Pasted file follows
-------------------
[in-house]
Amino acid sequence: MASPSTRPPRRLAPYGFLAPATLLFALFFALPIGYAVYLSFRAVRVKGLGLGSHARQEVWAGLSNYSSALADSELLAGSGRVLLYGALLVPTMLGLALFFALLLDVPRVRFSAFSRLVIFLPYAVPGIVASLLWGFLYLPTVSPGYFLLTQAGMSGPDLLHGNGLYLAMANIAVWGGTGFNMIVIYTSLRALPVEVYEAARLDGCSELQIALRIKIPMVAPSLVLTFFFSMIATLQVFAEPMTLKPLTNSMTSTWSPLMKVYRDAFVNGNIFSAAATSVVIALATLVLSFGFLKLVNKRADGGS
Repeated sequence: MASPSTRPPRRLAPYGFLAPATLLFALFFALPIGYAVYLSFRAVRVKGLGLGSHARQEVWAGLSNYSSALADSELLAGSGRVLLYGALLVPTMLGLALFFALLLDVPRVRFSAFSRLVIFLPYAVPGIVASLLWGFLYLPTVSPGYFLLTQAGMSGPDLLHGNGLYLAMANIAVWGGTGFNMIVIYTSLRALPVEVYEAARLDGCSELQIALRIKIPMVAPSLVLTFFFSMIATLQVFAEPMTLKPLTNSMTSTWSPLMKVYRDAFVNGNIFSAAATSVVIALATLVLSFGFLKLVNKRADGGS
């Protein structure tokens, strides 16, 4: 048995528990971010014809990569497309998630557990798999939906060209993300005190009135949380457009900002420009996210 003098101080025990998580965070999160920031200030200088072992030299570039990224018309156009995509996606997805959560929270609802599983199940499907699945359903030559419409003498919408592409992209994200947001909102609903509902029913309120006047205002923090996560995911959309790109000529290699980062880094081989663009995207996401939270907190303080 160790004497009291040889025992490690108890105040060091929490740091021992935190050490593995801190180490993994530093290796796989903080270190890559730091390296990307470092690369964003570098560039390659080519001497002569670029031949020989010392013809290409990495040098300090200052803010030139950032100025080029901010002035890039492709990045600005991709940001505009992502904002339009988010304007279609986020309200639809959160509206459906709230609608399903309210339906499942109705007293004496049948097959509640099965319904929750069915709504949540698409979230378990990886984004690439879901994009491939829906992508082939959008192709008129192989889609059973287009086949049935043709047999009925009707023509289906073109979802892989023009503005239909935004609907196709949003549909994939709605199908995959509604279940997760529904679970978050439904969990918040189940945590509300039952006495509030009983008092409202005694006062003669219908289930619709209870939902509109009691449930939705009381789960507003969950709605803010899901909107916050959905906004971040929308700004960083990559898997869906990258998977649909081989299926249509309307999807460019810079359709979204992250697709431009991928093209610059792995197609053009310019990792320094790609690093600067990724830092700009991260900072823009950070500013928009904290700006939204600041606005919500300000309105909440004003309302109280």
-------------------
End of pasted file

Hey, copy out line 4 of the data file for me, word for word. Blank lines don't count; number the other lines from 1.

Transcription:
């Protein structure tokens, strides 16, 4: 048995528990971010014809990569497309998630557990798999939906060209993300005190009135949380457009900002420009996210 003098101080025990998580965070999160920031200030200088072992030299570039990224018309156009995509996606997805959560929270609802599983199940499907699945359903030559419409003498919408592409992209994200947001909102609903509902029913309120006047205002923090996560995911959309790109000529290699980062880094081989663009995207996401939270907190303080 160790004497009291040889025992490690108890105040060091929490740091021992935190050490593995801190180490993994530093290796796989903080270190890559730091390296990307470092690369964003570098560039390659080519001497002569670029031949020989010392013809290409990495040098300090200052803010030139950032100025080029901010002035890039492709990045600005991709940001505009992502904002339009988010304007279609986020309200639809959160509206459906709230609608399903309210339906499942109705007293004496049948097959509640099965319904929750069915709504949540698409979230378990990886984004690439879901994009491939829906992508082939959008192709008129192989889609059973287009086949049935043709047999009925009707023509289906073109979802892989023009503005239909935004609907196709949003549909994939709605199908995959509604279940997760529904679970978050439904969990918040189940945590509300039952006495509030009983008092409202005694006062003669219908289930619709209870939902509109009691449930939705009381789960507003969950709605803010899901909107916050959905906004971040929308700004960083990559898997869906990258998977649909081989299926249509309307999807460019810079359709979204992250697709431009991928093209610059792995197609053009310019990792320094790609690093600067990724830092700009991260900072823009950070500013928009904290700006939204600041606005919500300000309105909440004003309302109280």